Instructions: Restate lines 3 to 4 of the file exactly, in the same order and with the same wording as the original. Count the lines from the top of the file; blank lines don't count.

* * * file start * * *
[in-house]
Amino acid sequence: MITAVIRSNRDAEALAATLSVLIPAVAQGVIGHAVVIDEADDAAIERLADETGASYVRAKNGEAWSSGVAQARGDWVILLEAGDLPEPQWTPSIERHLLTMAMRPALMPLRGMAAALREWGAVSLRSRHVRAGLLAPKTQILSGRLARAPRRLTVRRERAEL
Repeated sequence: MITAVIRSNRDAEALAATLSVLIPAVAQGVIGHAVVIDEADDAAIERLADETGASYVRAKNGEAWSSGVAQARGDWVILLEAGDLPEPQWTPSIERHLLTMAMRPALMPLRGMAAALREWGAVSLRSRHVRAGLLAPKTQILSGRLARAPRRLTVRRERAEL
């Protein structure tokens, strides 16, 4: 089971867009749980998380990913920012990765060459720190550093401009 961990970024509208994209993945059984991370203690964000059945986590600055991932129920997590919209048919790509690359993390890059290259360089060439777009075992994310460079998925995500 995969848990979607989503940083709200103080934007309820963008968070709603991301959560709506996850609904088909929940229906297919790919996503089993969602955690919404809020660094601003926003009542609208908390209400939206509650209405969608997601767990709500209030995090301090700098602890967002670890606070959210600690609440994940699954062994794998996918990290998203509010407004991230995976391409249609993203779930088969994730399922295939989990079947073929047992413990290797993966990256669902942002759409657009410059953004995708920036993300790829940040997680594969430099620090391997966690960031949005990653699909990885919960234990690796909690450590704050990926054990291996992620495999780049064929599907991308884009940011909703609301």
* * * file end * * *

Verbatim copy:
Repeated sequence: MITAVIRSNRDAEALAATLSVLIPAVAQGVIGHAVVIDEADDAAIERLADETGASYVRAKNGEAWSSGVAQARGDWVILLEAGDLPEPQWTPSIERHLLTMAMRPALMPLRGMAAALREWGAVSLRSRHVRAGLLAPKTQILSGRLARAPRRLTVRRERAEL
């Protein structure tokens, strides 16, 4: 089971867009749980998380990913920012990765060459720190550093401009 961990970024509208994209993945059984991370203690964000059945986590600055991932129920997590919209048919790509690359993390890059290259360089060439777009075992994310460079998925995500 995969848990979607989503940083709200103080934007309820963008968070709603991301959560709506996850609904088909929940229906297919790919996503089993969602955690919404809020660094601003926003009542609208908390209400939206509650209405969608997601767990709500209030995090301090700098602890967002670890606070959210600690609440994940699954062994794998996918990290998203509010407004991230995976391409249609993203779930088969994730399922295939989990079947073929047992413990290797993966990256669902942002759409657009410059953004995708920036993300790829940040997680594969430099620090391997966690960031949005990653699909990885919960234990690796909690450590704050990926054990291996992620495999780049064929599907991308884009940011909703609301």